Inside Fighter Jet Cabin – What’s Interesting In Rafale, F-35, F-22, MiG-31, Su-35, J-20?
JAN 24, 2022 AT 02:06 AM
Not many people have a chance to get into a fighter jet cabin. Today we’ll have a look at what the cabins of the most popular fighter jets look like and what technologies they feature. We’ll show whether a Russian revolutionary Su-57 is more technological than the Chinese J-20 and if the F-35 cabin is better equipped than the French Rafale.
Did you know that the producers of planes gradually borrow technologies from fighter jets and use them to build more advanced passenger jets? For example, Dassault Aviation Company has borrowed some of its technologies used in Rafale fighter jet to improve the avionics system for Falcon 10x future private jet. So let’s have a closer look at what technologies these military jets use.
Standard cabin equipment
The majority of modern jets are single-pilot machines. There is room for only one person, and even if the pilot wants to take a passenger, he can’t do that. Previously there were fighter jets with two pilots just because it was too hard to control the plane and use the weapons at the same time. Now the majority of the tasks are automated, so a single pilot can easily cope with the process.
American fighters F-22 and F-35 have sidesticks as the main control element in their cabins. While Russian planes Su-57 and MiG-35 have the control stick in the center of the cabin. We can’t say which way is better. It’s like Airbus sidesticks versus Boeing yokes – hard to say which is better and more convenient. Dassault Rafale and Chengdu J-20 have sidesticks just like American fighter jets.
The avionics control differs much in all jets. And here it’s quite hard to find the leader. All fighter jets that are in our list today have advanced avionics. Some of them are older, and so they have worse radars and detection systems. But all of them are efficient and still up-to-date.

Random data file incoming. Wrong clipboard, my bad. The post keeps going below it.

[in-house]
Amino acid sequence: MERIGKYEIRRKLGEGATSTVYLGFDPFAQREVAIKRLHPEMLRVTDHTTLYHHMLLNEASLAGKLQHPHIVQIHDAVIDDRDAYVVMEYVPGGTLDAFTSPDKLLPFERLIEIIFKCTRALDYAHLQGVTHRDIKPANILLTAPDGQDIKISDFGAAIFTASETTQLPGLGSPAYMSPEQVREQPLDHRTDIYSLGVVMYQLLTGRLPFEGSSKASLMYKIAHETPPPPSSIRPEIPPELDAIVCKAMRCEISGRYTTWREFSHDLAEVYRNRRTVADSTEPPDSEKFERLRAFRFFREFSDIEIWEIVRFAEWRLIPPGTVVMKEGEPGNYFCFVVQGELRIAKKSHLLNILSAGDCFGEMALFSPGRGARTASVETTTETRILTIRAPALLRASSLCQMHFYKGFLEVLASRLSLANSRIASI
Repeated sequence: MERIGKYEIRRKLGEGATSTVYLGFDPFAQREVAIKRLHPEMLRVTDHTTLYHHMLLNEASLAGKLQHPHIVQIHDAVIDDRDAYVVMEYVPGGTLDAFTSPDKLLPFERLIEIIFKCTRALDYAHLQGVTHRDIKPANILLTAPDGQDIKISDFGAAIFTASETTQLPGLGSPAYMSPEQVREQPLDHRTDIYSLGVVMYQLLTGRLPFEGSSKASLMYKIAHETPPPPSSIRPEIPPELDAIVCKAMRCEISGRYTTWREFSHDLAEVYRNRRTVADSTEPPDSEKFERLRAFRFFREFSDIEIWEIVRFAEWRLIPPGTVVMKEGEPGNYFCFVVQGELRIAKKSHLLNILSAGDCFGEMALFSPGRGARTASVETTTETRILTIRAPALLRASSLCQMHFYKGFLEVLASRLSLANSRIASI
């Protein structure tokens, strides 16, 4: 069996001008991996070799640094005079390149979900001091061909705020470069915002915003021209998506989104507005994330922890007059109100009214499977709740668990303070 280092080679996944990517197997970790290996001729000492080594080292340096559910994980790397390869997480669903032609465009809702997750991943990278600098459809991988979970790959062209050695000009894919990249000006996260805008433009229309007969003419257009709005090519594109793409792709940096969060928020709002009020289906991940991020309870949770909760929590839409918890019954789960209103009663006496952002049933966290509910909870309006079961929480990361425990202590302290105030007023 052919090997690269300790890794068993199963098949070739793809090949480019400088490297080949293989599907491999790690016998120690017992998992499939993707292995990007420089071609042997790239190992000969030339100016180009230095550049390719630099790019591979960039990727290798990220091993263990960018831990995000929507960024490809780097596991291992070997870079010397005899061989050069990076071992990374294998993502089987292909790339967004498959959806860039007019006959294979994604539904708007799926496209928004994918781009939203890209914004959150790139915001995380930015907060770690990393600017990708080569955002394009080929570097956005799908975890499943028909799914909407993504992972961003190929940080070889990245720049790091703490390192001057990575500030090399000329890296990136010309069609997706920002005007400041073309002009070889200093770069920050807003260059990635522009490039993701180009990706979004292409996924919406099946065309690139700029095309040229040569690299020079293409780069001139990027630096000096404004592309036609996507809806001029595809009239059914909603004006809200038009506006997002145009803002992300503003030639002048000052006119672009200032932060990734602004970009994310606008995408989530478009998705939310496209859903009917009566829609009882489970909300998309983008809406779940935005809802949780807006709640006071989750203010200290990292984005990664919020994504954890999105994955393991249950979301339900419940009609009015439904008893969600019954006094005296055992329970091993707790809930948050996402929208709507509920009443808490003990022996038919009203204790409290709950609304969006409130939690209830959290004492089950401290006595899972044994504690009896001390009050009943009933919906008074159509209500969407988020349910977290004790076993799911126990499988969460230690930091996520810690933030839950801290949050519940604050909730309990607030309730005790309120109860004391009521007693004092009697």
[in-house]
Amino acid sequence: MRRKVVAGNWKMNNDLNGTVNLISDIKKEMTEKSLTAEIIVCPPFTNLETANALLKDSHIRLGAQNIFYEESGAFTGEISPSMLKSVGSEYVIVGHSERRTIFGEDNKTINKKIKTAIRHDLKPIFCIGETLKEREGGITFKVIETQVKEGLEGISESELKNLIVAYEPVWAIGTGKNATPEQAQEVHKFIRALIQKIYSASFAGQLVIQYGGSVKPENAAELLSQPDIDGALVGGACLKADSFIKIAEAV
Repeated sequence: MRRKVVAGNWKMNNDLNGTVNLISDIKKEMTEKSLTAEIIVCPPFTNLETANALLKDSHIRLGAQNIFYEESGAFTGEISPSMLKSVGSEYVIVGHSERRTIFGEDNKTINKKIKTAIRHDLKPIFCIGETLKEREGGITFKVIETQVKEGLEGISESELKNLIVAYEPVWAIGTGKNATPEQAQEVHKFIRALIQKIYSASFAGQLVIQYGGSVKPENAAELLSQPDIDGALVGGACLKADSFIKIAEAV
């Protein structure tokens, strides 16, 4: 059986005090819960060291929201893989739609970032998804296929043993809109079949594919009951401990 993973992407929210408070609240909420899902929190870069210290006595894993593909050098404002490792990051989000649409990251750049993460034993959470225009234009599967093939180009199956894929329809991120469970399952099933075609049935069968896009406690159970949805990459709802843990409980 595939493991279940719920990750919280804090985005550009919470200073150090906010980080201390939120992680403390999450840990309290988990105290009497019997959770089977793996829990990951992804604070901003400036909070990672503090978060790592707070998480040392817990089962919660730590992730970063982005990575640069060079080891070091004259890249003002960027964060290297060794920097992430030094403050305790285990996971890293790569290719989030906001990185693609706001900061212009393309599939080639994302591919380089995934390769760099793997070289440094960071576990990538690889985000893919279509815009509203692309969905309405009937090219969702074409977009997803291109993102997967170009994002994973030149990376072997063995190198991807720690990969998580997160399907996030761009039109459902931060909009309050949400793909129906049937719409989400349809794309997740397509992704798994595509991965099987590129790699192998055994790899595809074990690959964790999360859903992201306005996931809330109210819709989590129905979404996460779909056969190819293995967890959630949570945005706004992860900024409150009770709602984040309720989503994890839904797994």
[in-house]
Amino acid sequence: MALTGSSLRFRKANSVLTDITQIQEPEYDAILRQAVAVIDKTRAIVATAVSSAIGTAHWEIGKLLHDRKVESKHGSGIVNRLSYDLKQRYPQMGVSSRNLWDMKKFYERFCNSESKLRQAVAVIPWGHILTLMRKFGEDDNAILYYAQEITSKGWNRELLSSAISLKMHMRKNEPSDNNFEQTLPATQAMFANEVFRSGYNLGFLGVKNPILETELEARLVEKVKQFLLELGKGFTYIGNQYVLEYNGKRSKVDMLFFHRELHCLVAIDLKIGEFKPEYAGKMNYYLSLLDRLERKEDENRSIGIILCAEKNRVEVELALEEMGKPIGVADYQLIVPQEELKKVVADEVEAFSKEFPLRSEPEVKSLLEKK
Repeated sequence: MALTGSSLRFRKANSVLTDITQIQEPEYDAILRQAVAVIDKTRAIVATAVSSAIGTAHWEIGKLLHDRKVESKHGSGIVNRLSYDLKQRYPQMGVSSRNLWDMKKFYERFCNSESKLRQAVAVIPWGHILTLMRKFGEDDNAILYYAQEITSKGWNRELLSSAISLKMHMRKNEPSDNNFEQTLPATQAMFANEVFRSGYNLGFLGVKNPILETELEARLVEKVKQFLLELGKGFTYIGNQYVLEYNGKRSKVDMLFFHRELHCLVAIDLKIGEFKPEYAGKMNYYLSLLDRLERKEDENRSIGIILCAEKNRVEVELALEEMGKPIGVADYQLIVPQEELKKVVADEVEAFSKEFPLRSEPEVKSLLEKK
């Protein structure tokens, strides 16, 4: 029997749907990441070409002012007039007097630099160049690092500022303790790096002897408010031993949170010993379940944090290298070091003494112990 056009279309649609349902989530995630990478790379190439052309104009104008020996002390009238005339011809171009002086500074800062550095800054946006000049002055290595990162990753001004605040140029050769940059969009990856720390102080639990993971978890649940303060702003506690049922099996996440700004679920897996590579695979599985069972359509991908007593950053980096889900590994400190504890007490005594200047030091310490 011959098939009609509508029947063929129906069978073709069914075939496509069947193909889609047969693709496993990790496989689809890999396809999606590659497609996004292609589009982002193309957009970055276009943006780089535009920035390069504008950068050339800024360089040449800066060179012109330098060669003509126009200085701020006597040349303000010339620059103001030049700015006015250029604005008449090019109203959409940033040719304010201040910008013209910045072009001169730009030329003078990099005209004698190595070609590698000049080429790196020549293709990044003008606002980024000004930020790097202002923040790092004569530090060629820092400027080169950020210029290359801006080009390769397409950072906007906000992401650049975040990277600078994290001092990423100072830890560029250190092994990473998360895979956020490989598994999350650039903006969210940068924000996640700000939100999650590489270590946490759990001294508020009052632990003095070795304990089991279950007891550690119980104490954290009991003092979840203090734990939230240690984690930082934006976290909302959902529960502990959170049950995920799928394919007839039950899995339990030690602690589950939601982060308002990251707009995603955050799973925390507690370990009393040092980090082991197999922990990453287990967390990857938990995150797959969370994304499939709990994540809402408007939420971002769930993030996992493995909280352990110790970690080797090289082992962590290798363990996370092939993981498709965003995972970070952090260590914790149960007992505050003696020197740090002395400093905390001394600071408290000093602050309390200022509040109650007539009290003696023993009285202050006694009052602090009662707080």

According to the cockpit view, we love the design of the Dassault Rafale cabin. It looks quite modern and simple. Because when you look at the MiG-35 cabin, you immediately lose any passion for becoming a fighter jet pilot. It looks so complicated that you will always be afraid to push a wrong button – one of those that look the same. In Su-57 the cockpit looks much more advanced than in MiG-35, but it doesn’t change the fact that it’s too hard to fly.
Both F-35 and F-22 feature advanced avionics and a wonderful cabin design. They look futuristic and seem to be borrowed from a Star Wars movie starship. In Chinese J-20 everything looks extremely simple to operate. It’s like the fighter jet for starters we would say. The avionics is automated, so the pilot shouldn’t control every single mile of the flight. It seems that Chinese fighter jet pilots are the happiest military pilots in the world.
Technologies to consider
Fighter jets are the projects that employ the most modern and efficient technologies in the world. These planes are produced for military operations, so they should be more advanced than the opponent’s jets. It means that rich countries keep investing money in avionics, weapons, stealth features, speed, and other technologies.
The cabins of fighter jets change, too. 20 years ago a fighter jet cabin would be filled with an immense number of buttons, and you would need to study for years to learn the purpose of each button. Just like the MiG-35 cabin looks today. Now the aviation engineers introduce new technologies that make fighter jets easier to control. So the pilots may turn their attention to using weapons and completing missions.
In modern fighter jets, some technologies could surprise you. For example, there is an all-seeing eye that allows pilots to land in any weather. This is a special screen of green color that shows runways or helps to see other planes in bad weather.
The majority of modern fighter jets are stealth planes. It means they are designed in such a way that simple radars can’t see the jet. Though, the stealth features don’t affect the cabin much, so we won’t consider them.
Flight control is gradually given to computers. Soon we’ll see the automated fighter jets that have no steering equipment, and the pilot will control weapons only – maybe even remotely using a VR station.
But there is one thing that remains unchanged. And it’s the seat of the pilot. In older jets and in the most modern machines it’s still extremely uncomfortable. When you look at this chair, you just don’t understand how on Earth they manage to seat there and control this wonderful plane!
What’s changing in fighter jet cabins?
Step by step, the fighter jet producers remove control units from the plane cabin. You can look at the Chengdu J-20 jet and understand that there are twice fewer buttons and levers than in the older MiG-35 jet, for example. It means that the avionics takes more duties and the pilot only needs to check if all the systems work well before takeoff. Then, there are more screens for better control. Older jets had 2 main screens, newer ones have a dozen of small screens.
Interestingly, an average fighter jet costs just like a modern Boeing 737 or Airbus A320, or even more expensive.